Professor C. Heather Ashton:
A Clinical Pharmacologist’s Influential Contribution to the Field of Psychology.

 Sherie Welsford
Camosun College

During the 1960’s, society witnessed an incredible rise in the use of many types of psychoactive substances. Timothy Leary’s influence with LSD experimentation encouraged people to “turn on, tune in, and drop out" (Timothy Leary, n.d) Society was also in the midst of rapid changes with the advent of the Vietnam War, the Feminist movement and the Civil Rights movement. Many followed Leary’s example as it seemed to have become the main theme of the sixties, perhaps as a means to either cope or escape from all that was occurring around them. It was during this period of time that Professor C. Heather Ashton began her career as a clinical pharmacologist. Her contributions are twofold. Firstly her career success as a woman working in a profession that was at one time reserved for men only and doing so during a great period of change for women. Her other major contribution involves her main body of work that has become instrumental in better understanding psychoactive substances and the affect to the human nervous system both physiological and psychological.  

Professor Ashton graduated from the University of Oxford and obtained a First Class Honours Degree in Physiology in 1951. She qualified in Medicine in 1954 and gained a postgraduate Doctor of Medicine in 1956. She qualified as a Member of the Royal College of Physicians in London in 1958 and was elected Fellow of the Royal College of Physicians in London in 1975. She also became National Health Service Consultant in Clinical Psychopharmacology in 1975 and National Health Service Consultant in Psychiatry in 1994. She worked at the University of Newcastle upon Tyne as researcher, lecturer, professor and clinician from 1965 until her retirement, first in the Department of Pharmacology and later in the Department of Psychiatry. She is currently retired, but still busies herself in providing education and lectures on her momentous body of work (“Cirriculum Vitae”, n.d.).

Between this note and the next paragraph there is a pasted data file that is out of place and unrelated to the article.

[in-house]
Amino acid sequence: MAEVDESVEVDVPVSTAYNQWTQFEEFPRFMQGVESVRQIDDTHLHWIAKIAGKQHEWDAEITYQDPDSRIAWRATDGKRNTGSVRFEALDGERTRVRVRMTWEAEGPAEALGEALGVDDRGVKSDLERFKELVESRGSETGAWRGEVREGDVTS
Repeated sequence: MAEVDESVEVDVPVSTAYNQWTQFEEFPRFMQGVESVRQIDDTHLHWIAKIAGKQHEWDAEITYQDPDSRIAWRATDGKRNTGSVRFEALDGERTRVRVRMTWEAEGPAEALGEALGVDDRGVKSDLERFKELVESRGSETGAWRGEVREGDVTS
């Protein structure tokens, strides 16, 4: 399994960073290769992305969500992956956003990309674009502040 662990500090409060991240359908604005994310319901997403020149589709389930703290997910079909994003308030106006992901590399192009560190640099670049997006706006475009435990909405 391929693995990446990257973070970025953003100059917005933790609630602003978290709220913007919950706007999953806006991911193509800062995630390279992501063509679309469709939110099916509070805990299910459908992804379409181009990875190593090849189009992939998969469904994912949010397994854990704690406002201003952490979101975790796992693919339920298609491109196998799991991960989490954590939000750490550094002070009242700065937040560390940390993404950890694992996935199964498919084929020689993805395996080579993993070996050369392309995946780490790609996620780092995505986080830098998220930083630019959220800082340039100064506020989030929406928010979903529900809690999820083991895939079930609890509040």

The use of psychoactive substances is not new. Alcohol consumption goes back about 8000 years. The bible mentions Noah planting vineyards and later becoming intoxicated from drinking the wine (Ashton, 2005). The administration of psychoactive  substances medically has also been widely used by physicians. Through the centuries, alcohol was used medicinally as a major analgesic (Hanson, 1995). Opium was used by Hippocrates, " the father of medicine", for its usefulness as a narcotic in treating certain diseases and epidemics. Later on, physicians lauded morphine as "God's own medicine" for its reliability, long-lasting effects and safety (“Opium Timeline”, n.d.).

Ashton’s work has centred around on the effects of psychotropic drugs such as nicotine, cannabis, antidepressants, benzodiazepines and others, on the brain and behaviour of humans. It is this particular aspect that links her work to psychology. Her main clinical work however, involved her experience and observation of addicted individuals to benzodiazepines while operating a benzodiazepine withdrawal clinic from 1982 to1994 (“Cirriculum Vitae”, n.d.).

Benzodiazepines were discovered, more or less by chance, by Sternbach in 1957 while working for Hoffman La Roche in New Jersey. The discovery occurred during a time when scientists were searching for a substance that would prove to be a safer alternative to barbiturates. Barbiturates, which were the most commonly used sedative, had huge problems with their dependence-producing properties and risk of death from overdose (Ashton, 2005).